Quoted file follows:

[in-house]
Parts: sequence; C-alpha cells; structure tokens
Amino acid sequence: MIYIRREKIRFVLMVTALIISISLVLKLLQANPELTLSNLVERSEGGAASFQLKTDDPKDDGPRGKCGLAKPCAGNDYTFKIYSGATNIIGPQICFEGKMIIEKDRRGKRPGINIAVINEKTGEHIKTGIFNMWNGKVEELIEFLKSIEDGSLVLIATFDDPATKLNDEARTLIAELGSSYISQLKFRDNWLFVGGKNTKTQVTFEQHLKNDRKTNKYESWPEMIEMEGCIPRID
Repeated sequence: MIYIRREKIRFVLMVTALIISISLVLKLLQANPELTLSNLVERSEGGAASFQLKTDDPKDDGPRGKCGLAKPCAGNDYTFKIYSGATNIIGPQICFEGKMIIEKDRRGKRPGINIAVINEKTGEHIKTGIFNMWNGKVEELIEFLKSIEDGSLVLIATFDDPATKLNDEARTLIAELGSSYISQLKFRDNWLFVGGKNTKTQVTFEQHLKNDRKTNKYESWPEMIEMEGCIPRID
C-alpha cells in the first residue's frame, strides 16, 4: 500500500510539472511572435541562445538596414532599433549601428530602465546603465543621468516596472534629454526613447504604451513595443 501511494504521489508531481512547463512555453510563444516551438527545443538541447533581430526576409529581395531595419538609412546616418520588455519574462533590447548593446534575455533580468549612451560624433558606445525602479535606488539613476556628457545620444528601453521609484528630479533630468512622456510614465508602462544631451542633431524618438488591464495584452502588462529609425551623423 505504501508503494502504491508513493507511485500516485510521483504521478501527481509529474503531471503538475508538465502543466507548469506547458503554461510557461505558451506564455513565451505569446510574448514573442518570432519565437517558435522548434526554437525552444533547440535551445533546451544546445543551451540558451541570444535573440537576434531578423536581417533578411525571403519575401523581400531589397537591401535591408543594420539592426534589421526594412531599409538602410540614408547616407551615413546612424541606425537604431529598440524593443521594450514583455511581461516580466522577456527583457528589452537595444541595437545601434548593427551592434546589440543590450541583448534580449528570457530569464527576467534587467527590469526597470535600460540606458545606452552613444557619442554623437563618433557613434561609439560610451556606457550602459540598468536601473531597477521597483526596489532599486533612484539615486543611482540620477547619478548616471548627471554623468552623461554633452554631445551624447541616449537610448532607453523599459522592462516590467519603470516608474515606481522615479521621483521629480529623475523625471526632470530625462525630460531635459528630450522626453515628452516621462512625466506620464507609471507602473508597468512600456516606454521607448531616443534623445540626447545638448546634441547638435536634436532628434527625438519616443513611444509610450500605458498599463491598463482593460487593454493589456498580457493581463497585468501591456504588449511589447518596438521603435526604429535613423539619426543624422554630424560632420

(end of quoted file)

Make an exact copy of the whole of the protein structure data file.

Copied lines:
[in-house]
Parts: sequence; C-alpha cells; structure tokens
Amino acid sequence: MIYIRREKIRFVLMVTALIISISLVLKLLQANPELTLSNLVERSEGGAASFQLKTDDPKDDGPRGKCGLAKPCAGNDYTFKIYSGATNIIGPQICFEGKMIIEKDRRGKRPGINIAVINEKTGEHIKTGIFNMWNGKVEELIEFLKSIEDGSLVLIATFDDPATKLNDEARTLIAELGSSYISQLKFRDNWLFVGGKNTKTQVTFEQHLKNDRKTNKYESWPEMIEMEGCIPRID
Repeated sequence: MIYIRREKIRFVLMVTALIISISLVLKLLQANPELTLSNLVERSEGGAASFQLKTDDPKDDGPRGKCGLAKPCAGNDYTFKIYSGATNIIGPQICFEGKMIIEKDRRGKRPGINIAVINEKTGEHIKTGIFNMWNGKVEELIEFLKSIEDGSLVLIATFDDPATKLNDEARTLIAELGSSYISQLKFRDNWLFVGGKNTKTQVTFEQHLKNDRKTNKYESWPEMIEMEGCIPRID
C-alpha cells in the first residue's frame, strides 16, 4: 500500500510539472511572435541562445538596414532599433549601428530602465546603465543621468516596472534629454526613447504604451513595443 501511494504521489508531481512547463512555453510563444516551438527545443538541447533581430526576409529581395531595419538609412546616418520588455519574462533590447548593446534575455533580468549612451560624433558606445525602479535606488539613476556628457545620444528601453521609484528630479533630468512622456510614465508602462544631451542633431524618438488591464495584452502588462529609425551623423 505504501508503494502504491508513493507511485500516485510521483504521478501527481509529474503531471503538475508538465502543466507548469506547458503554461510557461505558451506564455513565451505569446510574448514573442518570432519565437517558435522548434526554437525552444533547440535551445533546451544546445543551451540558451541570444535573440537576434531578423536581417533578411525571403519575401523581400531589397537591401535591408543594420539592426534589421526594412531599409538602410540614408547616407551615413546612424541606425537604431529598440524593443521594450514583455511581461516580466522577456527583457528589452537595444541595437545601434548593427551592434546589440543590450541583448534580449528570457530569464527576467534587467527590469526597470535600460540606458545606452552613444557619442554623437563618433557613434561609439560610451556606457550602459540598468536601473531597477521597483526596489532599486533612484539615486543611482540620477547619478548616471548627471554623468552623461554633452554631445551624447541616449537610448532607453523599459522592462516590467519603470516608474515606481522615479521621483521629480529623475523625471526632470530625462525630460531635459528630450522626453515628452516621462512625466506620464507609471507602473508597468512600456516606454521607448531616443534623445540626447545638448546634441547638435536634436532628434527625438519616443513611444509610450500605458498599463491598463482593460487593454493589456498580457493581463497585468501591456504588449511589447518596438521603435526604429535613423539619426543624422554630424560632420